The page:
• Dominance

    • Strong-willed

    • Results-oriented

    • Direct

    • Forceful

  • Influence

    • Enthusiastic

    • Energetic

    • Social

    • Optimistic

  • Steadiness

    • Courteous

    • Supportive

    • Tactful

    • Patient

  • Consciousness

    • Logical

    • Fact-focused

    • Analytical

    • Reserved

People who take this test receive their scores in each category to see how strong they are in each of them instead of just the one they score highest in.

This is a popular test for team-building exercises, especially in corporate settings, because it shows which roles individuals will naturally fall into and their strengths in relation to the team.

This test can also give you a better understanding of the types of professional roles you’d perform best.

Myers-Briggs Type Inventory (MBTI)

This is one of the most popular personality tests because it can provide highly specific information about how you think and interact with others.

This test gives you one of 16 personality types, and these types cover several factors about who you are:

  • What energizes you

  • How you take in information

  • How you make decisions

  • How you organize your world

Each of the 16 personality types comprises four letters, one for each of the above categories. For example, you might test as an ESFJ or an INTP. These letters stand for:

  • Extroversion or Introversion

  • Sensing or Intuition

  • Thinking or Feeling

  • Judging or Perceiving

There are a plethora of additional resources based on this test designed to show you how these traits play out in your personal life, professional life, and even in relation to other personality types.

Enneagram

The Enneagram personality test has seen a more recent surge in popularity, both in professional and personal use.

This test has nine personality types that it scores you in:

  • Type 1: The Perfectionist

  • Type 2: The Giver

  • Type 3: The Achiever

  • Type 4: The Individualist

  • Type 5: The Investigator

  • Type 6: The Skeptic

  • Type 7: The Enthusiast

  • Type 8: The Challenger

  • Type 9: The Peacemaker

While the test will give you a top category that you fit into best, you can also see how you scored in the other eight, giving you a fuller picture of your personality’s different aspects.

CliftonStrengths

This personality test identifies your unique strengths and encourages you to focus on growing in those instead of putting all your energy into negating your weaknesses.

The test will show you your top five out of 34 different strengths, called “themes.” These 34 themes are also sorted into four “domains,” which give you a more general picture of where most of your strengths lie.

These domains are:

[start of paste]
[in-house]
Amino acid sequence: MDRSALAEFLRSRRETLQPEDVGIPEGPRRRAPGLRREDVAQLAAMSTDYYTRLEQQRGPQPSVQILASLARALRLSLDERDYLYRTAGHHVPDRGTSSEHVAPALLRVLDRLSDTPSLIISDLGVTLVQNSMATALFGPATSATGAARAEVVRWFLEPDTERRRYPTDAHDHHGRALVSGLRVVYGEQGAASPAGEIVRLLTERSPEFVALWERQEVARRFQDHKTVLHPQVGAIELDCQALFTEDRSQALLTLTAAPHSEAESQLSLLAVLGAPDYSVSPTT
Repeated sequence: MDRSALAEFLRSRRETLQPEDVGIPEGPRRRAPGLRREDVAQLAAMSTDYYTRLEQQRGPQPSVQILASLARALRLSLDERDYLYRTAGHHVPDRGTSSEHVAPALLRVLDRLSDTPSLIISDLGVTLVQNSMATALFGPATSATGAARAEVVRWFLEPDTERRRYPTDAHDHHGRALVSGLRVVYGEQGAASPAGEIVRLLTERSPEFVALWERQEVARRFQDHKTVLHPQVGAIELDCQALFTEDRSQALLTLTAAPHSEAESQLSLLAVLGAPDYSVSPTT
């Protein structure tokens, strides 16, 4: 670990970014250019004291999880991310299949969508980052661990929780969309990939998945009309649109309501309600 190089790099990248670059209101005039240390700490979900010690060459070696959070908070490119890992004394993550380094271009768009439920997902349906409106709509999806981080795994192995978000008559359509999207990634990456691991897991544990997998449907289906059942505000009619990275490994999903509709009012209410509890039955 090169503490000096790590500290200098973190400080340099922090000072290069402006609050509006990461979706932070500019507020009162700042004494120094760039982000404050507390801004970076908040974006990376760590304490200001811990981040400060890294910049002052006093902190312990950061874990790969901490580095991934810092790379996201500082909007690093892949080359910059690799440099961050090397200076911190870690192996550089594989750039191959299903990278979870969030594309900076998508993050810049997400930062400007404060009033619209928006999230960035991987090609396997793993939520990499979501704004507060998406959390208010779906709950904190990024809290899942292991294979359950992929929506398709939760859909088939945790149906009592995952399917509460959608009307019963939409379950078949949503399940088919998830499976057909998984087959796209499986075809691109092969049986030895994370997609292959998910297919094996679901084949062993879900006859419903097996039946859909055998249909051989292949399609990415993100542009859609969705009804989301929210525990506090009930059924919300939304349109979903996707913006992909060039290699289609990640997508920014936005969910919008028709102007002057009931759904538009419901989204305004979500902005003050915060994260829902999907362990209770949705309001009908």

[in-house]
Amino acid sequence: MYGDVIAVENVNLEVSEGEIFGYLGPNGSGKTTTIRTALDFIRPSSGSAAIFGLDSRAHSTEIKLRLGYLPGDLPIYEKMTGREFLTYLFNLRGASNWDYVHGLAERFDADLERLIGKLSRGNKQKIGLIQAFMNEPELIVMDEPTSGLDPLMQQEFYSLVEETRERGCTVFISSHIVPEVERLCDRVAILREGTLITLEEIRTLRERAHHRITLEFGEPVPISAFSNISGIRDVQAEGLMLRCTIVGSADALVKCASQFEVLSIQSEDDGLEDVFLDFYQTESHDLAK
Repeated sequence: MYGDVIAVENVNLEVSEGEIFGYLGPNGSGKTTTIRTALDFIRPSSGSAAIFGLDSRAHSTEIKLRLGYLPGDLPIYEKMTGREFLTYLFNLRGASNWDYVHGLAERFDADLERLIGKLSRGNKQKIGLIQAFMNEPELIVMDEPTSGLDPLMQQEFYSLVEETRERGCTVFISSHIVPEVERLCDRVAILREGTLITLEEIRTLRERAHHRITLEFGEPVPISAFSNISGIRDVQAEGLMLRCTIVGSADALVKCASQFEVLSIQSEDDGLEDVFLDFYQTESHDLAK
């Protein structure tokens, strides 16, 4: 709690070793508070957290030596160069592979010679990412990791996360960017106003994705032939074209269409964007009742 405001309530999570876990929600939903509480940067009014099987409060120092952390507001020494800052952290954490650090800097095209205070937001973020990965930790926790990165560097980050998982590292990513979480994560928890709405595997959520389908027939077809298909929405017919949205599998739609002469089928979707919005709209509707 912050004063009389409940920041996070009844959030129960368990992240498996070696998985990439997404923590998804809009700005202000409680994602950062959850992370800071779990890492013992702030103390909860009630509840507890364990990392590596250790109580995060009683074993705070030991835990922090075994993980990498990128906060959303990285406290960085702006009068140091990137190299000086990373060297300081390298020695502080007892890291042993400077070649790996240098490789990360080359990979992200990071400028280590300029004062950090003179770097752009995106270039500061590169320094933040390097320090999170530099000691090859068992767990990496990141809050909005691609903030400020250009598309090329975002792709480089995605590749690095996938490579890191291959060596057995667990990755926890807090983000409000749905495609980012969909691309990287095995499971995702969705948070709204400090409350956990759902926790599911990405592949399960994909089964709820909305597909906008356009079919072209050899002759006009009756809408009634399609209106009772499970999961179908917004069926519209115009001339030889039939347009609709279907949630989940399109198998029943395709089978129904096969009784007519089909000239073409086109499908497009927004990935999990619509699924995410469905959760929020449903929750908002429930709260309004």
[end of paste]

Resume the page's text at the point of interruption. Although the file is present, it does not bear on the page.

• Strategic Thinking

  • Relationship Building

  • Influencing

  • Executing

This test is commonly used to discover professional strengths, but it can be used for personal edification as well.

The Big Five

The Big Five personality traits are part of a psychological theory that holds that there are five basic components of someone’s personality.

These include:

  • Extroversion

  • Agreeableness

  • Openness

  • Conscientiousness

  • Neuroticism

This test can give you some good insight into how you behave in certain situations and interact with others. It’s also commonly used to help people figure out the best career path for them or to help companies decide if a candidate is a good fit for the position they’re trying to fill.

Where You Can Find Free Personality Tests

Most of these personality tests have free versions that allow you to see the overview of your results. Some will give you an option to pay more to see your full, detailed report. While this can be interesting and somewhat beneficial, it isn’t necessary for getting at least a general understanding of your results.

Here are some free personality tests that you can take:

  • DISC. The providers of this test estimate that it will take you under ten minutes to complete. You can pay more for a complete analysis, but you don’t have to.

  • 16 Personalities. This is a free MBTI test that gives you a detailed look into your personality type and how it affects your career, relationships, and personal life.

  • Truity. Truity provides a number of free personality tests, including the Enneagram, DISC, MBTI, and the Big Five. They also offer some career assessment tests.

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Chris Kolmar

Author

Chris Kolmar

Chris Kolmar is a co-founder of Zippia and the editor-in-chief of the Zippia career advice blog. He has hired over 50 people in his career, been hired five times, and wants to help you land your next job. His research has been featured on the New York Times, Thrillist, VOX, The Atlantic, and a host of local news. More recently, he's been quoted on USA Today, BusinessInsider, and CNBC.